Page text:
What's exciting is that I can only start to think about these questions because of the technological advances in bioengineering and biophysics in recent years. I'm really interested in how you integrate different disciplines to answer a question. I think I got this early on from Robert Insall [at the Beatson Institute], who is a biologist but thinks a lot about the maths – it always fascinated me that someone can understand biology using equations.
Thinking about the bigger picture, what are the most exciting advances and open questions in your field right now?
The development of protocols to recapitulate early stages of mouse and human development (pioneered by the Zernicka-Goetz and Hanna labs) is probably one of the most exciting areas in developmental biology. With the proper ethical regulations in place, it will allow scientists to obtain new data about cell specification, tissue patterning and morphogenesis.
How important do you think mentorship is in navigating an academic career?
I've been extremely lucky to have very good mentors all the way through from my Bachelor's until now, as a postdoc. I think the biggest thing it's taught me is that you need to tailor your interactions with people based on their personalities. I'm more of an introvert compared to other people in the lab, and watching my mentors adapt their communication to get their message through to different types of people has been very instructive.
I understand you're a first-generation college student. What challenges did this bring in starting out your academic career?
It's interesting: I never really thought about this until I moved to the USA – in France, this wasn't really something that got talked about. But when I look back, there were definitely challenges in navigating the system – there were people to help me within the academic system, and I'm very grateful to them because for me, it actually went pretty smoothly. But I think that the fact I had to do things by myself is one of the reasons I've become interested in outreach activities.
Can you tell us a bit about the outreach you've done and why you think it's important?
I started getting involved at the Beatson Institute, where they had open door nights for underprivileged schools across the greater Glasgow area. I really enjoyed showing kids the kind of science we were doing and explaining why it's exciting. And what I realised was that the students, who were young teenagers, had exactly the same kind of questions that we had – of course they didn't ask them in scientific language, but they wanted to know the same things that we were trying to figure out as cancer biologists. To me, this really showed that everyone can think about science even if they don't realise that's what they're doing.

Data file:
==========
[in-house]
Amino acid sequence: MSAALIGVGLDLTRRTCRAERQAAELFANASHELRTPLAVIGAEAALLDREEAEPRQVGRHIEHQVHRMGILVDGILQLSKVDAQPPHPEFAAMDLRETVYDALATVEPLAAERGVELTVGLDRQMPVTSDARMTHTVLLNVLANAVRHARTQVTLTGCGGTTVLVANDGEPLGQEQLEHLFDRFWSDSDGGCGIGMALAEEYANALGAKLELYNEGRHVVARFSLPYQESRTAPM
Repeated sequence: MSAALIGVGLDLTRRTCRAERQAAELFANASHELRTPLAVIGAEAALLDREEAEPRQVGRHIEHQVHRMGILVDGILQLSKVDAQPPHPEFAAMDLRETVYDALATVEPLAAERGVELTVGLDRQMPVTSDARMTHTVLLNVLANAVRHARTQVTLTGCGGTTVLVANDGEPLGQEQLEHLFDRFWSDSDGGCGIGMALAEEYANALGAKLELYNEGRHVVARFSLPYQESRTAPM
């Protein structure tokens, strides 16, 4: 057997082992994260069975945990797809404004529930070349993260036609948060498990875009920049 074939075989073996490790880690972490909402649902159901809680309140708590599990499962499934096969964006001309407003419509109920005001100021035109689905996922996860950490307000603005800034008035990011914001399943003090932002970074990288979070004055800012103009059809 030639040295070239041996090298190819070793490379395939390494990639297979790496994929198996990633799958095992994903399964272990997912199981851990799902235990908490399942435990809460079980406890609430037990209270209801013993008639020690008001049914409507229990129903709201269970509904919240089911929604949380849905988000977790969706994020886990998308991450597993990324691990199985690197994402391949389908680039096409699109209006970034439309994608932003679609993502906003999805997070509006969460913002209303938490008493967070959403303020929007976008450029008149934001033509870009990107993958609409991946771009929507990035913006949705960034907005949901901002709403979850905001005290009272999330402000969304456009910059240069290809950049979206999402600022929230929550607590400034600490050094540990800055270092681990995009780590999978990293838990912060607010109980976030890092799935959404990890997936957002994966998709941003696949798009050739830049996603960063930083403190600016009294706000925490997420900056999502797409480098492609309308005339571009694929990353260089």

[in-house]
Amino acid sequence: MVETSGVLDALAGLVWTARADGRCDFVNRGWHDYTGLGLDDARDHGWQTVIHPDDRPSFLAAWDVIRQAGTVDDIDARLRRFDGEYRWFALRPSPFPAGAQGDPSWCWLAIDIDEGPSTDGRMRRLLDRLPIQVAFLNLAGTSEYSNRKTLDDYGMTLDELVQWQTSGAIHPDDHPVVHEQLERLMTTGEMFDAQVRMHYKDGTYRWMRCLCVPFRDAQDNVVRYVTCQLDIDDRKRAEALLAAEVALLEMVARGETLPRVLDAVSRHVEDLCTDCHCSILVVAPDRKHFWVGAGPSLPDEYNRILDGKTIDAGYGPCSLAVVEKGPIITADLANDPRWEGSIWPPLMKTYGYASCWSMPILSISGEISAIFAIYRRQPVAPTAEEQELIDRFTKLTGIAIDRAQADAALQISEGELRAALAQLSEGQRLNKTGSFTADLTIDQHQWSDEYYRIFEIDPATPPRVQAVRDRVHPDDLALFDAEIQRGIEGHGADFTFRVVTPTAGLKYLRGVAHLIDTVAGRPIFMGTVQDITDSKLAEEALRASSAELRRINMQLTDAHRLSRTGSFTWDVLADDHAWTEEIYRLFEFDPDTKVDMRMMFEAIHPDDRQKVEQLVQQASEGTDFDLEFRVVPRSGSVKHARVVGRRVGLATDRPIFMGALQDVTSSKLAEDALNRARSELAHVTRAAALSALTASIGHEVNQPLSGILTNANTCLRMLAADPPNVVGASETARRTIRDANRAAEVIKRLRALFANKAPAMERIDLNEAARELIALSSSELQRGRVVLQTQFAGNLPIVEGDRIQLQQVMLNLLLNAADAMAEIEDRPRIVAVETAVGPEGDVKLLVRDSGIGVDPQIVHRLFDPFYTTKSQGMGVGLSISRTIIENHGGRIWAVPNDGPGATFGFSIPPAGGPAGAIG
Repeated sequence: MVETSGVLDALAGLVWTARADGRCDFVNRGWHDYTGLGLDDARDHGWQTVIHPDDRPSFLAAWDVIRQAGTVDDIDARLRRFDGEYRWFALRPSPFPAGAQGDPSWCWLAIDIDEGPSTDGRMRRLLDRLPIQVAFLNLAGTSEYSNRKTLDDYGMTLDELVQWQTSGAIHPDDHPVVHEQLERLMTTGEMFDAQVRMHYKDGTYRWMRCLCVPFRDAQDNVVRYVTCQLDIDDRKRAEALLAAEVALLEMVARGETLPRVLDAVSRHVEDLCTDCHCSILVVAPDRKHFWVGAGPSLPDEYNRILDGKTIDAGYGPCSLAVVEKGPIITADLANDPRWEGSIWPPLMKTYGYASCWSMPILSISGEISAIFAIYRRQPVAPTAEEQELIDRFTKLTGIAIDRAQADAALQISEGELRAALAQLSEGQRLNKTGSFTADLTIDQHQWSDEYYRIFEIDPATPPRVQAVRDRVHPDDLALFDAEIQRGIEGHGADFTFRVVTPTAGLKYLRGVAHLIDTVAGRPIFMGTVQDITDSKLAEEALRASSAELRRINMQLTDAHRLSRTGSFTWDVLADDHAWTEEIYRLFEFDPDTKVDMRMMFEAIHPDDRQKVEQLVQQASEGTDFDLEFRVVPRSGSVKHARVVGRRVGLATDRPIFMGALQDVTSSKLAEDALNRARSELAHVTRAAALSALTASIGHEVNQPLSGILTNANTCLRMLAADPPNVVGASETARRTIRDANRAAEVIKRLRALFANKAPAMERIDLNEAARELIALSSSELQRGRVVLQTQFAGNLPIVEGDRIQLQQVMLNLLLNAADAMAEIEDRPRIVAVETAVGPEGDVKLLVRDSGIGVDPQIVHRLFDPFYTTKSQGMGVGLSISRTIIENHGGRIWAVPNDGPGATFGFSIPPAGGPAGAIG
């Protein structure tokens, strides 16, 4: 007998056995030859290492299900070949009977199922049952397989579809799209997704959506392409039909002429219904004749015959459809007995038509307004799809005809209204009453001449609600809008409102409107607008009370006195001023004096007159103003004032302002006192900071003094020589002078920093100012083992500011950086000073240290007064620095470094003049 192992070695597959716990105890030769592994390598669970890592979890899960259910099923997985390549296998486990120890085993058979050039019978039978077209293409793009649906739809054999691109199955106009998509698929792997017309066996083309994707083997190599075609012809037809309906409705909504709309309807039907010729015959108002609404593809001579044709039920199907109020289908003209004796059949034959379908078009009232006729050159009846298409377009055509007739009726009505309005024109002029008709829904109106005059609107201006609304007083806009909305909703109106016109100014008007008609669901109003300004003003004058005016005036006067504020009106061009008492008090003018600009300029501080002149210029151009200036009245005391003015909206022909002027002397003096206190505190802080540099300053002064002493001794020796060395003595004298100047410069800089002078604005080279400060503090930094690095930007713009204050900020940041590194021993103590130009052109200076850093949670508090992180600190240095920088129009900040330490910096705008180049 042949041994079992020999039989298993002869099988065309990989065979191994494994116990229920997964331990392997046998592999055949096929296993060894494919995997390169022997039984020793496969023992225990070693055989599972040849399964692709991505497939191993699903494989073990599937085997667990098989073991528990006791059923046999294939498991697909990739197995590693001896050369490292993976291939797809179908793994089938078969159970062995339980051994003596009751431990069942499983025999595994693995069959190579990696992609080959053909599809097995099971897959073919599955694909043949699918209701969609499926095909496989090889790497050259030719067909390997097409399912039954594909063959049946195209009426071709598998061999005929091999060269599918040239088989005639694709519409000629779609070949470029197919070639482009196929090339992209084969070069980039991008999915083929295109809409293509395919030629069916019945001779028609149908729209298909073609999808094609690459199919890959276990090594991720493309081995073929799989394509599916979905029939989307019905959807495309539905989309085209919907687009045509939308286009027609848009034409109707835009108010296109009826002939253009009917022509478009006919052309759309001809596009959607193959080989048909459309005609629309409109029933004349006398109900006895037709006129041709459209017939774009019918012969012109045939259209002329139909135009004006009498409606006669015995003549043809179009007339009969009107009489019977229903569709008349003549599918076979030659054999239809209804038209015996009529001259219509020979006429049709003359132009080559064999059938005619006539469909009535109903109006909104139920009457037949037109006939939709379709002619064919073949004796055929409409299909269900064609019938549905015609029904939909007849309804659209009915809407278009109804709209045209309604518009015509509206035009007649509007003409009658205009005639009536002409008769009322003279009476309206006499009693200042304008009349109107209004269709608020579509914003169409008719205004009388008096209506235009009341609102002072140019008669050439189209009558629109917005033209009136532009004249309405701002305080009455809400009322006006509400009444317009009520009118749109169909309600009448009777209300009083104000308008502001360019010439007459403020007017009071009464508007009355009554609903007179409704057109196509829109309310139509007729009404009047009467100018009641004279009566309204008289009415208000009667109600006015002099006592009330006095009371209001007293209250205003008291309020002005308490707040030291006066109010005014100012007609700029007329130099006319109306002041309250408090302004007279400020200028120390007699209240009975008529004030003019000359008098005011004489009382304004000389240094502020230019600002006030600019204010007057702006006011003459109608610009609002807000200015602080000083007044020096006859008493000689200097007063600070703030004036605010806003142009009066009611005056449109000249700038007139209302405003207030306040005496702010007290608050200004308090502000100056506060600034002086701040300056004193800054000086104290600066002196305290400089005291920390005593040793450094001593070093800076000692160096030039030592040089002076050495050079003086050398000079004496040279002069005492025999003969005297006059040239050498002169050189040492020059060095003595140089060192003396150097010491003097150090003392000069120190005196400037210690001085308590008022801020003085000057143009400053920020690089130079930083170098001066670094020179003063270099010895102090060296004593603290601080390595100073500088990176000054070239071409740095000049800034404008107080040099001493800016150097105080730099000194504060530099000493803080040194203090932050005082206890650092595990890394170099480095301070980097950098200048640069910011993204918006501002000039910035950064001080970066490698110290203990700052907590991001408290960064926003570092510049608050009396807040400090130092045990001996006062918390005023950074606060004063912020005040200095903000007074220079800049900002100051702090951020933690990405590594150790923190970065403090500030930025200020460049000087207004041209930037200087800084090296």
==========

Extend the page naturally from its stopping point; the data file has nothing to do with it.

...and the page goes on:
At Vanderbilt, we've been trying to implement something similar. There's a great outreach committee and they've been starting to do events where school kids can rotate through different labs for half a day and see what people are doing. In the lab, I've been mentoring high school and undergrad students – just trying to show them how fascinating developmental biology can be. Not many people have the opportunity to take classes that focus on development, but I really think that every aspect of biology starts with developmental biology.
Finally, what do you do out of the lab to get away from your work?
This might sound cliché for a French guy, but I do enjoy cooking a lot. It brings me back to my initial passion for science. When visiting a new city or country, I am always on the hunt for a nice restaurant where I connect and learn about the culture through food.
I also run a lot. I've done several half marathons and I was most of the way through training for a full marathon when COVID hit and they cancelled the event, and at that point I thought ‘no, never again’. I might change my mind at some point because I like the freedom you feel while running. And in the last few years, I started climbing. Like running, it is a mental challenge to make it to the end. Sometimes, it feels like a puzzle – trying to balance your body properly to reach the next hold – it's a great way to switch off and the climbing community is really friendly.
Loic Fort's contact details: Vanderbilt University School of Medicine, 465 21st Avenue South, U 3200 MRB III, Nashville, TN 37240-7935, USA.
Loic Fort was interviewed by Katherine Brown, Executive Editor at Development. This piece has been edited and condensed with approval from the interviewee.